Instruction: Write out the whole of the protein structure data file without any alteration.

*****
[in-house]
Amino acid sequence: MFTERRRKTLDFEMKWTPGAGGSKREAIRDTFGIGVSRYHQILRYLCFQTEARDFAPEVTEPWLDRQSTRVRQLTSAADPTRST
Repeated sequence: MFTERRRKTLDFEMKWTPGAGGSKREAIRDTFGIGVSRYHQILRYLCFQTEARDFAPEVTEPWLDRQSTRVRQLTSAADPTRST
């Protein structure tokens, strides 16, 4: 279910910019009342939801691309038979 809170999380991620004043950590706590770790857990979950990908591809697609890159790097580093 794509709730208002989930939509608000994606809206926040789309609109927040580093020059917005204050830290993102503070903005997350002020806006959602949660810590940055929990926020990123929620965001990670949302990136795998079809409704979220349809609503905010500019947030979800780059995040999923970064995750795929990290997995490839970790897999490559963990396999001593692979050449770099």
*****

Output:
[in-house]
Amino acid sequence: MFTERRRKTLDFEMKWTPGAGGSKREAIRDTFGIGVSRYHQILRYLCFQTEARDFAPEVTEPWLDRQSTRVRQLTSAADPTRST
Repeated sequence: MFTERRRKTLDFEMKWTPGAGGSKREAIRDTFGIGVSRYHQILRYLCFQTEARDFAPEVTEPWLDRQSTRVRQLTSAADPTRST
């Protein structure tokens, strides 16, 4: 279910910019009342939801691309038979 809170999380991620004043950590706590770790857990979950990908591809697609890159790097580093 794509709730208002989930939509608000994606809206926040789309609109927040580093020059917005204050830290993102503070903005997350002020806006959602949660810590940055929990926020990123929620965001990670949302990136795998079809409704979220349809609503905010500019947030979800780059995040999923970064995750795929990290997995490839970790897999490559963990396999001593692979050449770099």